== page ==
“I’ve never seen anything like it,” Houston says. “We’ll be at the end of the block, and he’s like, ‘I miss my cat.’ ”

Tigger gets along with their cat Peaches, and he stalks their oldest cat, Lulu.

This cat never scatters the way felines will, they say, and he’s not afraid of anything.

Tigger recently started wearing a bell around his neck, but they might take it off because they can hear it jingling all night long.

“He sleeps better than anyone in this house,” Houston says.


Gigi and Mavis Belisle hit it off and decided to live together. Photo by Danny Fulgencio.

Mavis Belisle admits she had a “foster fail.”

She’d heard about the Oak Cliff nonprofit No Bully Left Behind dog rescue on Nextdoor, and it had been awhile since she’d owned a dog, so she volunteered to foster.

A few came through and later found homes.

And then there was Gigi.

A red pit mix, Gigi had been found pregnant and later delivered 14 puppies, 12 of which lived and were adopted.

Belisle, who was born and raised in Oak Cliff and attended Bishop Dunne Catholic School, bought her house in Kiestwood in 1973.

She later went to work for an anti-weapons nonprofit near the Pantex Plant northeast of Amarillo, where she lived for 17 years.

Out there in the country, she always had a small pack of dogs around. She figures her love of big breeds started early in life after her dad brought home a German shepherd to watch over her.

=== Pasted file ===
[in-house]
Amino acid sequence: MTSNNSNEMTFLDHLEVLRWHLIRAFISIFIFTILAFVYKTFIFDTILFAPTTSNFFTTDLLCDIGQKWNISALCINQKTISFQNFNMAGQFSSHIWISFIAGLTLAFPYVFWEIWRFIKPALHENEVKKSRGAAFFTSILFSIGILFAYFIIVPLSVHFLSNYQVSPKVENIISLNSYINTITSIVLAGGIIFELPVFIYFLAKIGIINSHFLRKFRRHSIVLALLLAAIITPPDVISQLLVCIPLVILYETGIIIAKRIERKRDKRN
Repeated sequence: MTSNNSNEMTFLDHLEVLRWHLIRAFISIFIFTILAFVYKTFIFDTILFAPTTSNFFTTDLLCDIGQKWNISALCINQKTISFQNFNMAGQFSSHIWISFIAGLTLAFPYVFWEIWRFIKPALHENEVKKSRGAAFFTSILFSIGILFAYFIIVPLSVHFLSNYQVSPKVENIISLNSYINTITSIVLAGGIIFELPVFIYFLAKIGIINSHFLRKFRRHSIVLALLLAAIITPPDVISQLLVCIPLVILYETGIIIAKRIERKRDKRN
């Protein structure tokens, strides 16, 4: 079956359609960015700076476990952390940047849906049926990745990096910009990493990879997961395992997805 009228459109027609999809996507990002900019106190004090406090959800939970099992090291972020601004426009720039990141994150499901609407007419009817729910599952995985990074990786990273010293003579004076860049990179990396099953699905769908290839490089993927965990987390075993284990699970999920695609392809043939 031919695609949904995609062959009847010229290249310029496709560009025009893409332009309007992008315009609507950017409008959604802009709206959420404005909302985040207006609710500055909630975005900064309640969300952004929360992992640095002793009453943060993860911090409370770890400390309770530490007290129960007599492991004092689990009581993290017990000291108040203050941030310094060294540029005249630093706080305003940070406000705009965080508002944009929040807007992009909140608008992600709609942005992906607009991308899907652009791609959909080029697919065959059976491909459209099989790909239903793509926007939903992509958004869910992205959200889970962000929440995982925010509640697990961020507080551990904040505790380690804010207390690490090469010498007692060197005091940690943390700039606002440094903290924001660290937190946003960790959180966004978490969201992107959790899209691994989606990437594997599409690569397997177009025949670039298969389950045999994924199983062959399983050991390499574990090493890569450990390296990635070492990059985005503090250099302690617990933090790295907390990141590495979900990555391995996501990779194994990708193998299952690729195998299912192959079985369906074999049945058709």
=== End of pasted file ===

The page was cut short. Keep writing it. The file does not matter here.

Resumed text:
“I’d never owned a pit before,” she says.

But Gigi’s charm and beauty made her easy to love. The dog has green/brown eyes and an auburn coat. She originally had no name; the dog rescue labeled her crate “gorgeous girl,” which became Gigi.

She’s a timid dog and will approach new people with hands outstretched and coaxing. Once there, she relishes the petting, quickly making friends.

“I’ve never once seen a trace of aggressiveness in her,” Belisle says.

Gigi’s one bad habit is that she can climb fences, but Belisle, now in her 70s, walks her twice a day, and that’s just enough for both of them.


Sammy serves as ambassador at Bruno’s Place dog wash, which opened on West Davis earlier this year. Photo by Danny Fulgencio.

When Mallory McKown returned to Oak Cliff after living in California for four years, she noticed a service that was missing here: A do-it-yourself dog wash.

So with her parents, Dr. Rochelle McKown and Jimmy Verner, as investors, she leased a corner storefront in the 1930s retail strip at West Davis and North Willomet.

They renovated the space and turned it into Bruno’s Place DIY Dog Wash, where anyone can bathe and groom their pets for a fee.

Mallory McKown is the manager, and the ambassador is her dog, Sammy.

A little white poodle mix, Sammy greets everyone, often putting other dogs at ease.

“Sammy has a way of bringing other dogs out of their shells,” McKown says.

Rochelle McKown picked Sammy up in the parking lot of the Oak Cliff Tom Thumb a couple of years ago. A guy in a truck had pulled up, let the dog out and driven away.

Mallory took him in, and she brings him everywhere she can.

“My other two dogs don’t really care about going anywhere,” she says. “But Sammy’s always ready to go.”

Bruno’s opened in April, and they recently installed a gated wooden front deck where customers and their dogs can hang out, presumably with Sammy. They’re planning a grand opening with free flea and tick medication and adoptions from the SPCA on Saturday, Sept. 9.